Published: 2:15 pm, Tue. Oct. 9th, 2018Updated: 2:13 pm
Looking back 40, 30 and 20 years ago, the following are excerpts from the Artesia Daily Press from Oct. 8-14.
40 years ago
Oct. 8-14, 1978
For the first time this season, the Artesia Bulldog dressing room was a happy place with everybody wearing smiles on their collective kissers after the Bulldogs had walloped the stubborn NMMI Colts. Artesia Coach Mike Phipps said he was very impressed with the performance of Bulldog running back Julian Rivera, as the fleet junior scampered for 54 yards on five carries. Artesia won 40-22 even though hampered by 166 yards in penalties.
As reported in the Pinon News: Basil Holcomb was quite surprised Sunday when he found four lambs near his house at Avis, as there are no sheep ranches for several miles. Don Merritt went to see if they were his and found them to be very gentle, which is not so with sheep on the ranches, so Basil called Jake Van Winkle and found they were lambs the boys had raised as doggies. Jake lives about a half mile from the Holcomb ranch.
Two Artesia men were among the 40 applicants who passed the July bar examination and will be admitted to the practice of law in New Mexico during ceremonies today and Wednesday. David R. Vandiver, an associate in the law office of Losee, Carson and Dickerson, will be sworn in Wednesday, and Kimerick F. Hayner, an assistant trust officer at the First National Bank of Artesia, was sworn in today at ceremonies before the state Supreme Court.
Steve Roomsburg has been appointed manager of the Landsun and Hermosa Drive-In theaters. Roomsburg and his wife, Courtney, are from Oklahoma. He replaces Gary Shelton, who has been transferred to Plainview, Texas.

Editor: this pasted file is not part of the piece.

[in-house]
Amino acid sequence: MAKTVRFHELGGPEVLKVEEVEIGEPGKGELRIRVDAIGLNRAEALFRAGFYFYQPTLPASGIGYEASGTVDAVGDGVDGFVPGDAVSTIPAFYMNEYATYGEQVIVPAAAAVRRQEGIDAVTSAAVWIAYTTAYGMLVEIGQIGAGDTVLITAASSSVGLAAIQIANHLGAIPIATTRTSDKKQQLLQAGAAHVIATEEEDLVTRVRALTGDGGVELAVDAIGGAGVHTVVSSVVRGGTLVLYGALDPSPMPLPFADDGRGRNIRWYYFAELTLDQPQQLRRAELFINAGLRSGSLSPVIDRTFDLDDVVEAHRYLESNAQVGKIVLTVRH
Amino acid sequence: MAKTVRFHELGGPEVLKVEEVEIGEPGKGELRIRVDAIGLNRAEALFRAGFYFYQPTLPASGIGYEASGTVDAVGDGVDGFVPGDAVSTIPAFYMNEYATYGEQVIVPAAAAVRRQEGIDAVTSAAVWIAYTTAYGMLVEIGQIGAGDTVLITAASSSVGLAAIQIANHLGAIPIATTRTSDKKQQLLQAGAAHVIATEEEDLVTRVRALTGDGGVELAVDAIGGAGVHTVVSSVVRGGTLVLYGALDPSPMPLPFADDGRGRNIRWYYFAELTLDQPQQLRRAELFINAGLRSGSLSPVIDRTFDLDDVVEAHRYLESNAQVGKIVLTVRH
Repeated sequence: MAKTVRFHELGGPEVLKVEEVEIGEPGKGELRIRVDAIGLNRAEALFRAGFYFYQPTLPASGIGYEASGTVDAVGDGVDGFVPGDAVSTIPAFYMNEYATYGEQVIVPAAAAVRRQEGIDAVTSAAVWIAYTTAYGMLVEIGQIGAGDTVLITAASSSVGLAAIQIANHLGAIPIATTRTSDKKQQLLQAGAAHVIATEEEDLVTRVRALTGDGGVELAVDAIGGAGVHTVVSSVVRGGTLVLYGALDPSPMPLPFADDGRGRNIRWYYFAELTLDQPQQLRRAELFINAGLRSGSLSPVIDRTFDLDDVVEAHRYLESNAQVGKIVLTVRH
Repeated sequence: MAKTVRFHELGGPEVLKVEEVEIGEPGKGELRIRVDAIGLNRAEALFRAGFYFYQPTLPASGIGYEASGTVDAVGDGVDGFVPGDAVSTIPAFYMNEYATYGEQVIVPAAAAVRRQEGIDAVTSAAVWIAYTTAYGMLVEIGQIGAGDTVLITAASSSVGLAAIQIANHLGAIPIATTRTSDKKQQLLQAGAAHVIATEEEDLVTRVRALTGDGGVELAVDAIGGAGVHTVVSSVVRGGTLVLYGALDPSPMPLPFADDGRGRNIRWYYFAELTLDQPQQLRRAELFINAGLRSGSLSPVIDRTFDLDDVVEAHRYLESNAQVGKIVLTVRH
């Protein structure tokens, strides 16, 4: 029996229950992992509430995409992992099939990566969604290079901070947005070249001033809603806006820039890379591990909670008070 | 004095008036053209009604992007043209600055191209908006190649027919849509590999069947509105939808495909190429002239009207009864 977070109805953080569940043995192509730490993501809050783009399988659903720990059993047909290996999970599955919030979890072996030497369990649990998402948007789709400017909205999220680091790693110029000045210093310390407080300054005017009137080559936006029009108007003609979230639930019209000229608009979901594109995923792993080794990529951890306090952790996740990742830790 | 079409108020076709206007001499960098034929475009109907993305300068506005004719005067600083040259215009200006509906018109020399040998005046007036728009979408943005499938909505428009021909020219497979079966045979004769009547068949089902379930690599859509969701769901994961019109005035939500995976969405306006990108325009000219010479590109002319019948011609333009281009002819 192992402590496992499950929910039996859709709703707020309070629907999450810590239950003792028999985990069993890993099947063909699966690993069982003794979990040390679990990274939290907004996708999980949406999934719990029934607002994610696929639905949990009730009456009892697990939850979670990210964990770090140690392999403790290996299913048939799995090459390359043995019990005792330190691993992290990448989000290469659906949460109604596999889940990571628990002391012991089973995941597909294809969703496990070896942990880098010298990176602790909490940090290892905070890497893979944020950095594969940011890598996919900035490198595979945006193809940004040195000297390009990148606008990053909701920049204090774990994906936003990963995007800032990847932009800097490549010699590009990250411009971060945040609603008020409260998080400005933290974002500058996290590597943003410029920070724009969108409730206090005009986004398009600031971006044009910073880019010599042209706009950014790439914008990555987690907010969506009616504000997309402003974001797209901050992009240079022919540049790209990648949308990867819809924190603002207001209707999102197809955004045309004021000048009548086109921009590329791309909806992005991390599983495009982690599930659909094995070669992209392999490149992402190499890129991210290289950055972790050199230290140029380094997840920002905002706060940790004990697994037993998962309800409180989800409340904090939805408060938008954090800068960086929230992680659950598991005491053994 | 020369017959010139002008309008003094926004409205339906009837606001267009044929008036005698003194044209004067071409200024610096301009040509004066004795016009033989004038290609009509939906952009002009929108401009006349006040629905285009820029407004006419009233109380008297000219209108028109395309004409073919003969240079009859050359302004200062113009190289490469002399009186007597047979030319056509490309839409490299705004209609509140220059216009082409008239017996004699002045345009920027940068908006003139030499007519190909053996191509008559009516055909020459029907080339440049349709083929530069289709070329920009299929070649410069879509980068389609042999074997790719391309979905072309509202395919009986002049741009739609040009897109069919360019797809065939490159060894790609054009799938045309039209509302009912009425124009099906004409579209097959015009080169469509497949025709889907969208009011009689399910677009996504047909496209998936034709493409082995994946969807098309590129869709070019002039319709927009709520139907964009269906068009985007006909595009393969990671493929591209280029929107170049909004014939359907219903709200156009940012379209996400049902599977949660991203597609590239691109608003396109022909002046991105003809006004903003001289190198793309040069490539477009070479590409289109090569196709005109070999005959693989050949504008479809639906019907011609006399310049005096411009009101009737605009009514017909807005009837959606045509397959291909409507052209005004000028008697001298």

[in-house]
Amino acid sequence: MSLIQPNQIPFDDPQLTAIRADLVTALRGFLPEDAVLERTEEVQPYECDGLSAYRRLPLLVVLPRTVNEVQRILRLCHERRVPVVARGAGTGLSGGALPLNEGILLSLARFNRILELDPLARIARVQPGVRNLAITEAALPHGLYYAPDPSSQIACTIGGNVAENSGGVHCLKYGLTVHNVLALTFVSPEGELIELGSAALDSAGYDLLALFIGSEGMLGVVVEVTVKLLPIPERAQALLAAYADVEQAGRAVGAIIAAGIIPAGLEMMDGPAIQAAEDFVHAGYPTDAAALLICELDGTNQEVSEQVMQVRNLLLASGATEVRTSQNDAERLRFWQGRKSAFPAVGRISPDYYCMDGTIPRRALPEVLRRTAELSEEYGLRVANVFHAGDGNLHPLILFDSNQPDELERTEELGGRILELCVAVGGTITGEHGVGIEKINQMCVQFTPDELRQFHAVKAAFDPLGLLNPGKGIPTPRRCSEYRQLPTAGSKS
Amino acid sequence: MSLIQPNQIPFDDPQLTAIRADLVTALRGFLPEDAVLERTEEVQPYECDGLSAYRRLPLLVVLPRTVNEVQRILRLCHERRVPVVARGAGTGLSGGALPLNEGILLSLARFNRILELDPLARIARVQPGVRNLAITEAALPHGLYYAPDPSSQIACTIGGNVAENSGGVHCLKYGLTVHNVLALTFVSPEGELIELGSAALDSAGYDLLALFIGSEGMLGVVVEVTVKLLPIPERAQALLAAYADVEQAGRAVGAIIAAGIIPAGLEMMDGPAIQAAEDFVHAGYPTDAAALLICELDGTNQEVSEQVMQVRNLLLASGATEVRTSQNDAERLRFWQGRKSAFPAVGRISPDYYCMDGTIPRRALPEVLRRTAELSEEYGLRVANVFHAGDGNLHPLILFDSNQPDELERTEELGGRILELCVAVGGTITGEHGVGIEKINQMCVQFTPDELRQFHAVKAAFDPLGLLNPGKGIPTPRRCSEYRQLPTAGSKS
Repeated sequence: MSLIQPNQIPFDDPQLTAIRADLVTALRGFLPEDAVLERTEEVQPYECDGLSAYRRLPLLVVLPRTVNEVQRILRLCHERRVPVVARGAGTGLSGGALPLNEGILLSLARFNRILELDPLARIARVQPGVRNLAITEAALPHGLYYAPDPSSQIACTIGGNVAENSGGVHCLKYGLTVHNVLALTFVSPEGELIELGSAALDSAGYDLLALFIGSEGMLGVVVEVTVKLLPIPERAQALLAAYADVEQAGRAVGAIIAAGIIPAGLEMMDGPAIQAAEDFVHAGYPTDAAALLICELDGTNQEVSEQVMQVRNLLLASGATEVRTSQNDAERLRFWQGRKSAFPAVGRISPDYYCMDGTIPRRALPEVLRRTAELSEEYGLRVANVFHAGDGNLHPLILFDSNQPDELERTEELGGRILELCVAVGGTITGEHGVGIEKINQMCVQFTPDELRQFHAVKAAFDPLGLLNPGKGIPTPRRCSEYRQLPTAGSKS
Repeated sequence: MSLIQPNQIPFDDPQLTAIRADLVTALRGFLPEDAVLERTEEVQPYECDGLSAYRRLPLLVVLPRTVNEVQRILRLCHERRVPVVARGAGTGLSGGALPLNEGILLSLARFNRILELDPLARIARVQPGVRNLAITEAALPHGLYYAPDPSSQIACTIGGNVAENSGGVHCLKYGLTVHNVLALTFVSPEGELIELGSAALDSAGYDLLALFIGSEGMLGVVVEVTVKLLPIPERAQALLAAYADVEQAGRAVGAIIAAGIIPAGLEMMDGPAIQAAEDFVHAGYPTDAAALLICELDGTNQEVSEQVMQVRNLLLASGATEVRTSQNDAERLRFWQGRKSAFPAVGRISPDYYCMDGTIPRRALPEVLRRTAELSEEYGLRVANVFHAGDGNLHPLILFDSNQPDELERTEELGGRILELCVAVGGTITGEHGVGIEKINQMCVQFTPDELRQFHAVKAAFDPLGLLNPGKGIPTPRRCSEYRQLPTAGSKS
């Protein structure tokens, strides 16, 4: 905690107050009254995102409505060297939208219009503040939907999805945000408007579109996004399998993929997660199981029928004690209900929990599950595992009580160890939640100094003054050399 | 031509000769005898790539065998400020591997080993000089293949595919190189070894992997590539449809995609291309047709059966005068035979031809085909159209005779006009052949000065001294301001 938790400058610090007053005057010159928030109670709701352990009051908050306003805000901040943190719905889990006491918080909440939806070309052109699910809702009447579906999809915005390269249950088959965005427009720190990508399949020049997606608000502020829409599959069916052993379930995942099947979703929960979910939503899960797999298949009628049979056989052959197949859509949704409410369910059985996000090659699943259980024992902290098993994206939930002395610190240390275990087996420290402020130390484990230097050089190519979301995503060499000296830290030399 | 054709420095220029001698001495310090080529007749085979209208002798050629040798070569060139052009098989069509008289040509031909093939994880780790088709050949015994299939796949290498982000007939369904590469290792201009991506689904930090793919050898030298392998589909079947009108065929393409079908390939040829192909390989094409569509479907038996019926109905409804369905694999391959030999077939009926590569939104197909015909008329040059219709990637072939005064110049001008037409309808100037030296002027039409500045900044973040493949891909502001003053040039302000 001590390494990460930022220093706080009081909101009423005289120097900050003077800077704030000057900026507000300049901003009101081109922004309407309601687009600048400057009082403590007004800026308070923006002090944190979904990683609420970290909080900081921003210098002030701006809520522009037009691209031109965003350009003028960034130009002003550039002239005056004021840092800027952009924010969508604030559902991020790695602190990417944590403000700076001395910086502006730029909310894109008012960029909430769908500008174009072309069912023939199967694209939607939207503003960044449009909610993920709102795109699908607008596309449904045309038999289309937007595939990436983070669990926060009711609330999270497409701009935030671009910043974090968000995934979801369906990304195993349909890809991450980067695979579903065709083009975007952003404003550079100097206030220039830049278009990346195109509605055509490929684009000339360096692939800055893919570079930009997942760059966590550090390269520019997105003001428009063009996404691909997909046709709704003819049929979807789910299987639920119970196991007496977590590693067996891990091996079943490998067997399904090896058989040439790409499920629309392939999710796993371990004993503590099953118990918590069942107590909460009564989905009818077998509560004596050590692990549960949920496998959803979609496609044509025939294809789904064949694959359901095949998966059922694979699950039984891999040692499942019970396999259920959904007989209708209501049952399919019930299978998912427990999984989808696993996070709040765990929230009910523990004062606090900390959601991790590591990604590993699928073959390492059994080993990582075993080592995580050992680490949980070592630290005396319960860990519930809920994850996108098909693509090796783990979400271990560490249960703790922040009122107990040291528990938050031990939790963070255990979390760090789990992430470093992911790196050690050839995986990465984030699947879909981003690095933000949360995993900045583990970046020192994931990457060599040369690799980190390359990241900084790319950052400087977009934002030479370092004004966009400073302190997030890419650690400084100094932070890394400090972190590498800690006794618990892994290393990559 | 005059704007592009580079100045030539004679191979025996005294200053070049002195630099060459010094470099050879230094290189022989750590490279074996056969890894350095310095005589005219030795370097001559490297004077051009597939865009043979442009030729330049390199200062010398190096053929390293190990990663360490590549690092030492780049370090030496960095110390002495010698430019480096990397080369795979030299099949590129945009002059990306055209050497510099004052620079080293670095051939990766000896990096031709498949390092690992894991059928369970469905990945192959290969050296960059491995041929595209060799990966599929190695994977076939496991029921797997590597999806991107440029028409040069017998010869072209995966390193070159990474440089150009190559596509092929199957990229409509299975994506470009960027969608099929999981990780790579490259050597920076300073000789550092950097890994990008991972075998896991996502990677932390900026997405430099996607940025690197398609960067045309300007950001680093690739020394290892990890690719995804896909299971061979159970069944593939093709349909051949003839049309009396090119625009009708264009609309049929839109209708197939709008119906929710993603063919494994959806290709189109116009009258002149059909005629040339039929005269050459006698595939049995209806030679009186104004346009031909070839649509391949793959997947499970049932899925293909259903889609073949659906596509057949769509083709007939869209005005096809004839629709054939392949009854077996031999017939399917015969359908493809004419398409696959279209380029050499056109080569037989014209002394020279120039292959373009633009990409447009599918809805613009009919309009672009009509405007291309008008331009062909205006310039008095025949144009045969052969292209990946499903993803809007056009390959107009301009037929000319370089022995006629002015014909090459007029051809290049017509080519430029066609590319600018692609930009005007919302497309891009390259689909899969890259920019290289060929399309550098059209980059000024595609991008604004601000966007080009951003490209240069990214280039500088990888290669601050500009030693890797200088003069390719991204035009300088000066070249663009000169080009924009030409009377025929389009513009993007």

Rhubarb may taste great with strawberries in a pie, but it won’t grow in Artesia. Or will it? Norbert Groh was told by local residents that he was only wasting his time trying to grow the plant, which is related to the buckwheat family and slightly resembles a stalk of celery. But Groh had the last laugh, as his rhubarb not only grew but flourished, with most of the succulent plants reaching three feet in height.
30 years ago
Oct. 8-14, 1988
Jerry Burke, chairman of the Central Valley Soil and Water Conversation District, presented plaques recently on behalf of the organization. Gary Anderson was named Outstanding Supervisor for 1988. Cecil Conklin was named Outstanding Farmer. The awards are made annually by the district’s board of directors.
Don Conner nearly turned in a perfect record in winning last week’s Pigskin Payoff. He only missed one game, the Auburn-LSU matchup, and says he nearly picked LSU. Five other people tied for second place with two misses.
As reported in the Pinon News: The Senior citizens and the Weed and Sacramento Extension Club members and a number of other persons have been working, cleaning, repairing, and painting the Roy Calkins home in Sacramento, getting it ready for use as the senior Citizens Hospitality House. Dr. Homer Calkins of Alamogordo let the people use his parents’ home and the people are so thankful, as they did not know what the Senior citizens would use for a center.
20 years ago
Oct. 8-14, 1998
Bill and Joy Felton and Belle and Greek Economides were awarded Golden Halo Awards by the New Mexico Good Sams Club. The Feltons were recognized for their involvement in Artesia Bulldog Sams, the local chapter, since 1987, and the Economides for their participation since 1991.
The Bulldogs went all the way the entire game with barely a stumble in Saturday’s game against the Aztec Tigers. In the first half, the Bulldogs scored six of their seven touchdowns, scoring one in the second half after the “mercy rule” was put into effect. The Bulldogs won the game 49-6. The win puts the Bulldogs at 7-0, a record not seen since 1975, going into a week off before starting district hosting the Ruidoso Warriors at Bulldog Bowl.
As reported in the Pinon News: When Mrs. Mary Ann Anderson was returning to Alamogordo from El Paso, there were only six persons on the bus and they were all friendly and visited on the trip. One young woman learned Mrs. Anderson was from the Weed area and asked if she knew Mrs. Oza Holcomb and said she was a cousin. She laughed and said her mother lived in Tularosa and nearly every letter she wrote she would tell something that Mrs. Holcomb had written and they had a good laugh or comment.
(EDITOR’S NOTE: Looking Back was compiled by Daily Press Community Living Editor Teresa Lemon.)